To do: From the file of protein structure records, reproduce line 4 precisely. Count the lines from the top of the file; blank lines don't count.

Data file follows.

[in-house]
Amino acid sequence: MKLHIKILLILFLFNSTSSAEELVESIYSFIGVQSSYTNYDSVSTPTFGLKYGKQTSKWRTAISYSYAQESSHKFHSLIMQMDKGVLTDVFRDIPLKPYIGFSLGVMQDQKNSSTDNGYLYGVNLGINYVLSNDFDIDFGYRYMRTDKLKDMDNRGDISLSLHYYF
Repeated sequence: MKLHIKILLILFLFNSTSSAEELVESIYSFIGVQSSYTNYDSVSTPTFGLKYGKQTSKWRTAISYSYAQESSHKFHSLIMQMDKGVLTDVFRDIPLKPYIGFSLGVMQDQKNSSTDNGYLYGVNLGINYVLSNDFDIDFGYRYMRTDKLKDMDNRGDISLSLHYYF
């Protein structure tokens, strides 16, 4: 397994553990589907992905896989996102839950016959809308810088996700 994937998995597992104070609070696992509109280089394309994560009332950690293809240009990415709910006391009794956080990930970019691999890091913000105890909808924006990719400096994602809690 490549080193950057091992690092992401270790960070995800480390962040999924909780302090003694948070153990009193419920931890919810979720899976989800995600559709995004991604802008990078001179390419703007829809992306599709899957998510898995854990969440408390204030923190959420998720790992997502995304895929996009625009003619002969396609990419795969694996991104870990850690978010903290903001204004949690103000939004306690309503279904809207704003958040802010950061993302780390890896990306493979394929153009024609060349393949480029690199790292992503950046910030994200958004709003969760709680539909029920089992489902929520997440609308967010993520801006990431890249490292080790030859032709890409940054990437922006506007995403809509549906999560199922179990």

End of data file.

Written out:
């Protein structure tokens, strides 16, 4: 397994553990589907992905896989996102839950016959809308810088996700 994937998995597992104070609070696992509109280089394309994560009332950690293809240009990415709910006391009794956080990930970019691999890091913000105890909808924006990719400096994602809690 490549080193950057091992690092992401270790960070995800480390962040999924909780302090003694948070153990009193419920931890919810979720899976989800995600559709995004991604802008990078001179390419703007829809992306599709899957998510898995854990969440408390204030923190959420998720790992997502995304895929996009625009003619002969396609990419795969694996991104870990850690978010903290903001204004949690103000939004306690309503279904809207704003958040802010950061993302780390890896990306493979394929153009024609060349393949480029690199790292992503950046910030994200958004709003969760709680539909029920089992489902929520997440609308967010993520801006990431890249490292080790030859032709890409940054990437922006506007995403809509549906999560199922179990």